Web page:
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The Lady of La Garaye. Norton, Caroline Sheridan, 1808–1877.
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page: 149


From the Atlantic Monthly.

  • Whene’er a noble deed is wrought,
  • Whene’er is spoken a noble thought,
  • Our hearts, in glad surprise,
  • To higher levels rise.

page: 150

  • The tidal wave of deeper souls
  • Into our inmost being rolls,
  • And lifts us unawares
  • Out of all meaner cares.
  • Honour to those whose words or deeds
  • Thus help us in our daily needs,
  • And by their overflow
  • Raise us from what is low!
  • Thus thought I, as by night I read
  • Of the great army of the dead,
  • The trenches cold and damp,
  • The starved and frozen camp—
  • The wounded from the battle‐plain,
  • In dreary hospitals of pain,
  • The cheerless corridors,
  • The cold and stony floors.
  • Lo! in that house of misery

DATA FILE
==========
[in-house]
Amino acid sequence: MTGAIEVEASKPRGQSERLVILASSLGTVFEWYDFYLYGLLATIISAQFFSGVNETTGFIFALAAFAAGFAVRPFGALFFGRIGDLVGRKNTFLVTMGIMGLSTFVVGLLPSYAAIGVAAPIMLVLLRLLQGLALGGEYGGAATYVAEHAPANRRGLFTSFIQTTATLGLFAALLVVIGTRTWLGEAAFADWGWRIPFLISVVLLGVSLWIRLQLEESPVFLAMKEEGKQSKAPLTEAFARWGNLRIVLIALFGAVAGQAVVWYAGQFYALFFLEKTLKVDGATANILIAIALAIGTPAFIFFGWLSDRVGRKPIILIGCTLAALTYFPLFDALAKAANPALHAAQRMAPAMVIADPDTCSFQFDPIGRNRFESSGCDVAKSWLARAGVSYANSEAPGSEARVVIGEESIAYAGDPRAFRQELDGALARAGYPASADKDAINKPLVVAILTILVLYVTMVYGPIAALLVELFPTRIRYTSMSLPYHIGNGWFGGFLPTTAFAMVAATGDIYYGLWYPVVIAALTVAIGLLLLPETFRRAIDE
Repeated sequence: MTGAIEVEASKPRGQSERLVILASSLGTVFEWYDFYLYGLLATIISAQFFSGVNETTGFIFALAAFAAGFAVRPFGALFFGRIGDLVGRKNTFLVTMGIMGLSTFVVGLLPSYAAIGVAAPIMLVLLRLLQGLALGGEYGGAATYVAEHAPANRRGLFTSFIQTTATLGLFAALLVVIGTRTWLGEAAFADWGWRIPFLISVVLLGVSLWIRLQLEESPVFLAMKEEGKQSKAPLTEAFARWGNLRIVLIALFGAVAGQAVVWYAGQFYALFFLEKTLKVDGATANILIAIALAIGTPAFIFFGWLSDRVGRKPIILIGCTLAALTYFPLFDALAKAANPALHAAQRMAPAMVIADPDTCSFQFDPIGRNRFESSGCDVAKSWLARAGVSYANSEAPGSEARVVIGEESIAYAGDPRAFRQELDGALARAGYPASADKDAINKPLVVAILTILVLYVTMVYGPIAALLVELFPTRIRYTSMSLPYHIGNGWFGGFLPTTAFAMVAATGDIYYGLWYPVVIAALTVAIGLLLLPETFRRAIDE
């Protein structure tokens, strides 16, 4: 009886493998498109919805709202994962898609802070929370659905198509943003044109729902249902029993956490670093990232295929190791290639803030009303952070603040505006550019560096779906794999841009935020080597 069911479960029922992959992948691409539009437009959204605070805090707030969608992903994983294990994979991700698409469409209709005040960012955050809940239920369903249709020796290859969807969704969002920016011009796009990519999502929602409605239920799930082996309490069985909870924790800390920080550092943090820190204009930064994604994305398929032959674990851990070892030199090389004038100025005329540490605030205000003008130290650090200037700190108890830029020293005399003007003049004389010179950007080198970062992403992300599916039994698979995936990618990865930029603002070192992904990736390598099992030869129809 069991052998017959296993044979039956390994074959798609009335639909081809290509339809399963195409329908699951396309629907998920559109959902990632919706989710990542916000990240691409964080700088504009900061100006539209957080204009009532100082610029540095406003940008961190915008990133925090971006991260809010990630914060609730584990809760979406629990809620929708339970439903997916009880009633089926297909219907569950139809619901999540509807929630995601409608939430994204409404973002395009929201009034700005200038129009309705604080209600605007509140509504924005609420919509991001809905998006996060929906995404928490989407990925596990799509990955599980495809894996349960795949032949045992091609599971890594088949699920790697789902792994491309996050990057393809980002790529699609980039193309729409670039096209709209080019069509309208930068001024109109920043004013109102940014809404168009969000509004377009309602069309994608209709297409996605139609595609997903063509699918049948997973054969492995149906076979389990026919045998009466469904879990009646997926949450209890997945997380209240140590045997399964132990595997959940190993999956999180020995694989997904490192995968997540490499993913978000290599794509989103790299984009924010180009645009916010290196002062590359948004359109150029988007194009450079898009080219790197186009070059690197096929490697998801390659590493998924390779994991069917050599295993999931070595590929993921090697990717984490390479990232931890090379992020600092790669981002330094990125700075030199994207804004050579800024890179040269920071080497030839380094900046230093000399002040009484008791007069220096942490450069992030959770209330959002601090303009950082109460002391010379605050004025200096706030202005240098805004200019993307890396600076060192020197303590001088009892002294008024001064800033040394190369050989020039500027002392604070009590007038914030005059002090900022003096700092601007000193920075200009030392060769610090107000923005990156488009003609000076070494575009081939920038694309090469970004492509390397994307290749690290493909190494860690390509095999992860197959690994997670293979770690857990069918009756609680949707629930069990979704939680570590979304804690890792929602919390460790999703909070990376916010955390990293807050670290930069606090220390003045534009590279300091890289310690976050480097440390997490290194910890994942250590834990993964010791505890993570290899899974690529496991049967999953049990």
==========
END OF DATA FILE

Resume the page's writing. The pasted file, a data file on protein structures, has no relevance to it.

• A lady with a lamp I see
  • Pass through the glimmering gloom,
  • And flit from room to room.
  • And slow, as in a dream of bliss,
  • The speechless sufferer turns to kiss
  • Her shadow, as it falls
  • Upon the darkening walls.

page: 151

  • As if a door in heaven should be
  • Opened, and then closed suddenly,
  • The vision came and went,
  • The light shone and was spent.
  • On England’s annals, through the long
  • Hereafter of her speech and song,
  • That light its rays shall cast
  • From portals of the past.
  • A lady with a lamp shall stand
  • In the great history of the land,
  • A noble type of good,
  • Heroic womanhood.
  • Nor even shall be wanting here
  • The palm, the lily and the spear,
  • The symbols that of yore
  • Saint FILOMENA bore.
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